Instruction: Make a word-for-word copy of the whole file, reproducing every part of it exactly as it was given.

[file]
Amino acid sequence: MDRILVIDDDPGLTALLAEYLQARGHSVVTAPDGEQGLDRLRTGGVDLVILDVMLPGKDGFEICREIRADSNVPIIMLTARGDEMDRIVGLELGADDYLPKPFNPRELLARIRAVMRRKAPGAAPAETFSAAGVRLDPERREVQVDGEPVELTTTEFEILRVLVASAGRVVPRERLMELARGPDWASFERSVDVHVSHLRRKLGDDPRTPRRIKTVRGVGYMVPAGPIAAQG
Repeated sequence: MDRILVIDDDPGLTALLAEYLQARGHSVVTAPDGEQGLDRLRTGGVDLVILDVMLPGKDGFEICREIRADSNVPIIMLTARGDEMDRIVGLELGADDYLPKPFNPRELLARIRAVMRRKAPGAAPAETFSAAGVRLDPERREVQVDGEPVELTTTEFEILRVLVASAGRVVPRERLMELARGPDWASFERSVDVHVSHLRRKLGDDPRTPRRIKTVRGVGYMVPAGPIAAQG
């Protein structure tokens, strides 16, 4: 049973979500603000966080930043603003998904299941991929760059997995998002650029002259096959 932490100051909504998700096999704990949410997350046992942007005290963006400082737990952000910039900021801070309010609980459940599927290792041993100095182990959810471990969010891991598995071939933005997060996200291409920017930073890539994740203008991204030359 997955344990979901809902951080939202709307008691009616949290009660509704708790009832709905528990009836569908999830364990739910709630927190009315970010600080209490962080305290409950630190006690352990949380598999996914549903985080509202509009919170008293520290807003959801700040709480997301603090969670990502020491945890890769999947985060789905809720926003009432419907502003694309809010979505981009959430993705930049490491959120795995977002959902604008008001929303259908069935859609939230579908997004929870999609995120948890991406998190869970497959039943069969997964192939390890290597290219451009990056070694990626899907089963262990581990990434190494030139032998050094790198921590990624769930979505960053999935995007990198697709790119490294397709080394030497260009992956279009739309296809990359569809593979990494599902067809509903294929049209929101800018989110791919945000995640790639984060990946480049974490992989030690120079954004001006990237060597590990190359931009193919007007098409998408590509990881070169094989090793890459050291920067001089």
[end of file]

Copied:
Amino acid sequence: MDRILVIDDDPGLTALLAEYLQARGHSVVTAPDGEQGLDRLRTGGVDLVILDVMLPGKDGFEICREIRADSNVPIIMLTARGDEMDRIVGLELGADDYLPKPFNPRELLARIRAVMRRKAPGAAPAETFSAAGVRLDPERREVQVDGEPVELTTTEFEILRVLVASAGRVVPRERLMELARGPDWASFERSVDVHVSHLRRKLGDDPRTPRRIKTVRGVGYMVPAGPIAAQG
Repeated sequence: MDRILVIDDDPGLTALLAEYLQARGHSVVTAPDGEQGLDRLRTGGVDLVILDVMLPGKDGFEICREIRADSNVPIIMLTARGDEMDRIVGLELGADDYLPKPFNPRELLARIRAVMRRKAPGAAPAETFSAAGVRLDPERREVQVDGEPVELTTTEFEILRVLVASAGRVVPRERLMELARGPDWASFERSVDVHVSHLRRKLGDDPRTPRRIKTVRGVGYMVPAGPIAAQG
């Protein structure tokens, strides 16, 4: 049973979500603000966080930043603003998904299941991929760059997995998002650029002259096959 932490100051909504998700096999704990949410997350046992942007005290963006400082737990952000910039900021801070309010609980459940599927290792041993100095182990959810471990969010891991598995071939933005997060996200291409920017930073890539994740203008991204030359 997955344990979901809902951080939202709307008691009616949290009660509704708790009832709905528990009836569908999830364990739910709630927190009315970010600080209490962080305290409950630190006690352990949380598999996914549903985080509202509009919170008293520290807003959801700040709480997301603090969670990502020491945890890769999947985060789905809720926003009432419907502003694309809010979505981009959430993705930049490491959120795995977002959902604008008001929303259908069935859609939230579908997004929870999609995120948890991406998190869970497959039943069969997964192939390890290597290219451009990056070694990626899907089963262990581990990434190494030139032998050094790198921590990624769930979505960053999935995007990198697709790119490294397709080394030497260009992956279009739309296809990359569809593979990494599902067809509903294929049209929101800018989110791919945000995640790639984060990946480049974490992989030690120079954004001006990237060597590990190359931009193919007007098409998408590509990881070169094989090793890459050291920067001089």